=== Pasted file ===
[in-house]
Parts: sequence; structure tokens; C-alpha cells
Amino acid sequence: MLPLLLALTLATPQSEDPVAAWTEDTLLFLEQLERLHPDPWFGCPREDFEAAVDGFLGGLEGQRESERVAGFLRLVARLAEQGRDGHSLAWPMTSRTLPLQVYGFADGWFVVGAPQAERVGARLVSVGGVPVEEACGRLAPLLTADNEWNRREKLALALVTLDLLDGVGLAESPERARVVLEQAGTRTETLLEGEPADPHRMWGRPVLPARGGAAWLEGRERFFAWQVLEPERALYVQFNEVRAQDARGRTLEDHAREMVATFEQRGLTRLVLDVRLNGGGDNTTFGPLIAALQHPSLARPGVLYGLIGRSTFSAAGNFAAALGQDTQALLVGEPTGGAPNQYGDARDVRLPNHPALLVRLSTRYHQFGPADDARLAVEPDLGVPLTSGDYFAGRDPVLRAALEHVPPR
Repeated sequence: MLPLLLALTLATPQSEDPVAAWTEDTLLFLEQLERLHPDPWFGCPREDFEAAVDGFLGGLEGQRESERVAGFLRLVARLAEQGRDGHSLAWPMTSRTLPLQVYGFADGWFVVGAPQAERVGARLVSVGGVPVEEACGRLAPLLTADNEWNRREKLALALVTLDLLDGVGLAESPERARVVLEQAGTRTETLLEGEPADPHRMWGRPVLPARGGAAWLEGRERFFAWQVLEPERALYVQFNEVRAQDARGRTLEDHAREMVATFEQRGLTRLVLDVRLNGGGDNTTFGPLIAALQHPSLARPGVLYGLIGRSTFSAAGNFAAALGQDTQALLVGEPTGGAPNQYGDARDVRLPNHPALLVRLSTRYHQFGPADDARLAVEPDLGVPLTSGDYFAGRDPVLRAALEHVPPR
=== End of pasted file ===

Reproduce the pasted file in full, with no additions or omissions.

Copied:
[in-house]
Parts: sequence; structure tokens; C-alpha cells
Amino acid sequence: MLPLLLALTLATPQSEDPVAAWTEDTLLFLEQLERLHPDPWFGCPREDFEAAVDGFLGGLEGQRESERVAGFLRLVARLAEQGRDGHSLAWPMTSRTLPLQVYGFADGWFVVGAPQAERVGARLVSVGGVPVEEACGRLAPLLTADNEWNRREKLALALVTLDLLDGVGLAESPERARVVLEQAGTRTETLLEGEPADPHRMWGRPVLPARGGAAWLEGRERFFAWQVLEPERALYVQFNEVRAQDARGRTLEDHAREMVATFEQRGLTRLVLDVRLNGGGDNTTFGPLIAALQHPSLARPGVLYGLIGRSTFSAAGNFAAALGQDTQALLVGEPTGGAPNQYGDARDVRLPNHPALLVRLSTRYHQFGPADDARLAVEPDLGVPLTSGDYFAGRDPVLRAALEHVPPR
Repeated sequence: MLPLLLALTLATPQSEDPVAAWTEDTLLFLEQLERLHPDPWFGCPREDFEAAVDGFLGGLEGQRESERVAGFLRLVARLAEQGRDGHSLAWPMTSRTLPLQVYGFADGWFVVGAPQAERVGARLVSVGGVPVEEACGRLAPLLTADNEWNRREKLALALVTLDLLDGVGLAESPERARVVLEQAGTRTETLLEGEPADPHRMWGRPVLPARGGAAWLEGRERFFAWQVLEPERALYVQFNEVRAQDARGRTLEDHAREMVATFEQRGLTRLVLDVRLNGGGDNTTFGPLIAALQHPSLARPGVLYGLIGRSTFSAAGNFAAALGQDTQALLVGEPTGGAPNQYGDARDVRLPNHPALLVRLSTRYHQFGPADDARLAVEPDLGVPLTSGDYFAGRDPVLRAALEHVPPR